What we want to establish here is where the change on the project has originated from. For instance is it all down to the expenditure of provisional sums, or is it a mixture? This could be broken into various categories within the cost report for ease, for instance;

  • Client change / instructions
  • Design development
  • Provisional sum expenditure
  • Unidentified project risk
  • Remeasurement (if applicable)

Depending on how your project has been set up the main one to watch out for is the first item (client change / instructions). For expenditure in this category, additional funds should ideally be allocated to the project to the value of the expenditure, as normally the contingency is not intended to cover changes to the brief. If this is not possible, then refer to the first and second points in this article and make sure everyone on the project team is comfortable that all risks have been mitigated sufficiently to allow this drawdown of funds from the contingency, otherwise this could lead to a nasty surprise later in the project.

5) What is the status of the final account agreement with the contractor(s)?

Even in the early stages of the construction project, your QS should be maintaining a rolling final account with the contractor. What you really want to get an understanding of here is how much of the project cost has been agreed with the contractor? Has the QS been struggling to get cost estimates from them? Or are there many items that have not been agreed? Clearly both of these issues need to be addressed as soon as possible, and both are risks that should be accounted for within the cost advice you have been given.

6) How does the cashflow compare to the original projected cashflow?

Cashflow variance on a project can often be an early sign of impending issues. Its important to bear in mind that there may be genuine reasons for variance against a cashflow (and the original forecast is only indicative). However, it can also indicate remeasurement issues, change on a project, programme delays or potentially contractor (or subcontractor) solvency issues.

What you want to understand from the QS is what is the variance in the cashflow from the beginning of the project on a monthly basis so this can be interrogated. Is there a trend? Was the original cashflow realistic? What has the contractor forecast as their cashflow to completion (and do the dates tie up with the original programme)?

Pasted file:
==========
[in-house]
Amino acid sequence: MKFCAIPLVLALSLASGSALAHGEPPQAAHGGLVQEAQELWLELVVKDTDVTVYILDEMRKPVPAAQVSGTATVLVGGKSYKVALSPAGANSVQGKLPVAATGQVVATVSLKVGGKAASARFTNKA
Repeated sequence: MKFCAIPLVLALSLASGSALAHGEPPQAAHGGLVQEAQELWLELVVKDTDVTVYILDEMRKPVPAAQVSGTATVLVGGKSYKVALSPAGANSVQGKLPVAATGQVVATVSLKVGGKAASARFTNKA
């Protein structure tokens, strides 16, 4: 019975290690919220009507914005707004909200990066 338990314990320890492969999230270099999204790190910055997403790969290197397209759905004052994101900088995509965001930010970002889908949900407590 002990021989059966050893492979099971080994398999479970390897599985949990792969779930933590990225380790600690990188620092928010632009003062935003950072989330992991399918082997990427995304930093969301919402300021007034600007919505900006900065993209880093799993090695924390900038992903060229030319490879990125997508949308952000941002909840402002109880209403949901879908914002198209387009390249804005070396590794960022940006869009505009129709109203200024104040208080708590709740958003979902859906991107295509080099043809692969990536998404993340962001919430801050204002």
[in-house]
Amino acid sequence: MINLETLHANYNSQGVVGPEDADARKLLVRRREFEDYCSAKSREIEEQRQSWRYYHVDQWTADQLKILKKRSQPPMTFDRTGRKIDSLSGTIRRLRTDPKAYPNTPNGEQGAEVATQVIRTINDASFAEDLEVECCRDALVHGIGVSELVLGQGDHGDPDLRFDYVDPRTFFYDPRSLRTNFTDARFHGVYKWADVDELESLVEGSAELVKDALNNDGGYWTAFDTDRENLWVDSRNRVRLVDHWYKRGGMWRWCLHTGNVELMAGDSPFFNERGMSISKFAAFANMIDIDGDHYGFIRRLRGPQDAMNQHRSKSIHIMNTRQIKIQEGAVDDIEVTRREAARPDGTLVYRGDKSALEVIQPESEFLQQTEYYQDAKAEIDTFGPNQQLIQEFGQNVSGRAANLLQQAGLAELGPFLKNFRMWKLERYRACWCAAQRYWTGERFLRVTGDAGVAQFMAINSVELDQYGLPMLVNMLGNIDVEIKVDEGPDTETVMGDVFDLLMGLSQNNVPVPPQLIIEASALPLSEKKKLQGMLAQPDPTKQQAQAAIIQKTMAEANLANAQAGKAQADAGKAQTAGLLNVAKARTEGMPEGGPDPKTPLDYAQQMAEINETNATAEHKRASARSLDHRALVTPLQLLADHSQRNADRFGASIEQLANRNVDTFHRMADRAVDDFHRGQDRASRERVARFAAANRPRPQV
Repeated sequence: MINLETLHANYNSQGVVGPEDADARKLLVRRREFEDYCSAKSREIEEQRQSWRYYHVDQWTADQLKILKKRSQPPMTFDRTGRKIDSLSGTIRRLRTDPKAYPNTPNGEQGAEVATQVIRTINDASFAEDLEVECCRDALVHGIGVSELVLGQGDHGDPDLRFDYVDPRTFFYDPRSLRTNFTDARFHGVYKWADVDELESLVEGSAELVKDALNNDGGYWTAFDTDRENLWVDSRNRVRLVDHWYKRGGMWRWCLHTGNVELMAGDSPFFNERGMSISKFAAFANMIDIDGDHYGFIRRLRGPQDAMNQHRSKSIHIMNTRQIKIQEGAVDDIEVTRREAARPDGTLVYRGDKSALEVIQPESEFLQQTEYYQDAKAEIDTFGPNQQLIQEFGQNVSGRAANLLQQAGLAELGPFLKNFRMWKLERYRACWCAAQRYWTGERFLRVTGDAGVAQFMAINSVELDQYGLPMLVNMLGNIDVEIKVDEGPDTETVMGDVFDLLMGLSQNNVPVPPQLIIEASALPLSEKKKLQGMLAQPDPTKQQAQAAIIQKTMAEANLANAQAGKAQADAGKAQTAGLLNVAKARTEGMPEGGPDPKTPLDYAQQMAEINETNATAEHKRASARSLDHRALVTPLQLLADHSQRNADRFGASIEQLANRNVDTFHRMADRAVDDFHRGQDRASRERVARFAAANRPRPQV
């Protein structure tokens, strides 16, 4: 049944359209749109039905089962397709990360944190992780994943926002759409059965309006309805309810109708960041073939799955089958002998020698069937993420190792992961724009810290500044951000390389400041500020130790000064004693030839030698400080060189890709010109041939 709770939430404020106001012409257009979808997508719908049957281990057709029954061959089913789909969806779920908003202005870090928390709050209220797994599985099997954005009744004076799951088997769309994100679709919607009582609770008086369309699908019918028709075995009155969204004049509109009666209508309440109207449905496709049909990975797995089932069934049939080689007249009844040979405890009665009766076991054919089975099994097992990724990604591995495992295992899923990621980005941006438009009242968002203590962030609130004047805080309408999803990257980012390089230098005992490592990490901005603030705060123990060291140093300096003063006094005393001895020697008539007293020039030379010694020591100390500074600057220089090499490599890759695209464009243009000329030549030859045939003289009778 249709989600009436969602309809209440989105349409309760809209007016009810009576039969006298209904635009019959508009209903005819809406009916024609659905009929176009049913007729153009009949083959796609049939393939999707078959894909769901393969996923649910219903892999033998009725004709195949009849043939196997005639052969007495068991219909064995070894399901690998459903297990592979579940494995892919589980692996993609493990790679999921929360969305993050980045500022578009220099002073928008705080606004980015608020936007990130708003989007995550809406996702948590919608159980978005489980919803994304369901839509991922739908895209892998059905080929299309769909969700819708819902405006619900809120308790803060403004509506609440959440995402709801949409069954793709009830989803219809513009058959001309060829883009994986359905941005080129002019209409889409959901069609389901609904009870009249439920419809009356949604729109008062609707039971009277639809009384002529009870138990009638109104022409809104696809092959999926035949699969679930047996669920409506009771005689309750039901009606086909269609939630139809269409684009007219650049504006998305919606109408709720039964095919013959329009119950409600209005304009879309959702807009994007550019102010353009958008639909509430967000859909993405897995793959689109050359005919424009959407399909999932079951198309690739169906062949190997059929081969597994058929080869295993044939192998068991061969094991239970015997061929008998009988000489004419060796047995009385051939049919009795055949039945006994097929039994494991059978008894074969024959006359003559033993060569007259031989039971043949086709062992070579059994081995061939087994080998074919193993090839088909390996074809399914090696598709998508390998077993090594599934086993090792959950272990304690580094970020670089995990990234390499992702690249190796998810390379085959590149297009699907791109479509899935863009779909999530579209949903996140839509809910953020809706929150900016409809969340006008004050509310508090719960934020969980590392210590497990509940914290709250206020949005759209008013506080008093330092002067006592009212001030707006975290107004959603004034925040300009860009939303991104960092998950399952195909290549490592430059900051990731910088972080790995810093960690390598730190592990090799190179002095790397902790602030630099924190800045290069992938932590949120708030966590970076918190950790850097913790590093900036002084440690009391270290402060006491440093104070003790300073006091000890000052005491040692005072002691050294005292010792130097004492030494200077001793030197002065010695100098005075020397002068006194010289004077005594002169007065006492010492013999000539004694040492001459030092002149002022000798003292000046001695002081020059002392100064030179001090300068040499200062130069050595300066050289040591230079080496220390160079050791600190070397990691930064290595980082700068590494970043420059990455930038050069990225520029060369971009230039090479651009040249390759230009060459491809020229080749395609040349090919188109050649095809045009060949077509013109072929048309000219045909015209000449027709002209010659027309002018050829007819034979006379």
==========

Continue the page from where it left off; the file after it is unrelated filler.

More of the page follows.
7) What are the top 3 actions you will be taking in the next month to improve (or maintain) the current cost position?

By this point you might have unearthed some potential issues that need to be resolved, or further work done. If you haven’t there are still proactive actions that your QS can take to make sure the cost position does not deteriorate in the next reporting period, so ask what steps they will be taken, and agree a timescale to follow up.


Now you’ve read about the 7 questions to be asking your QS about the costs during the construction phase of your project you hopefully feel better equipped to go into your next cost meeting. It’s by no means exhaustive as every project is different but by following the key principles each time you receive your cost report / update this facilitates an open conversation about cost on the project and ensures that everyone has a better understanding, and importantly helps to identify any future issues so that they can be proactively managed.

About the author

7 questions you should be asking your QS during the construction phase when things seem to be going well

David Shaw

Director at Torridon | Chartered Quantity Surveyor

Cost consultancy expert specialising in commercial refurbishment and fit-out projects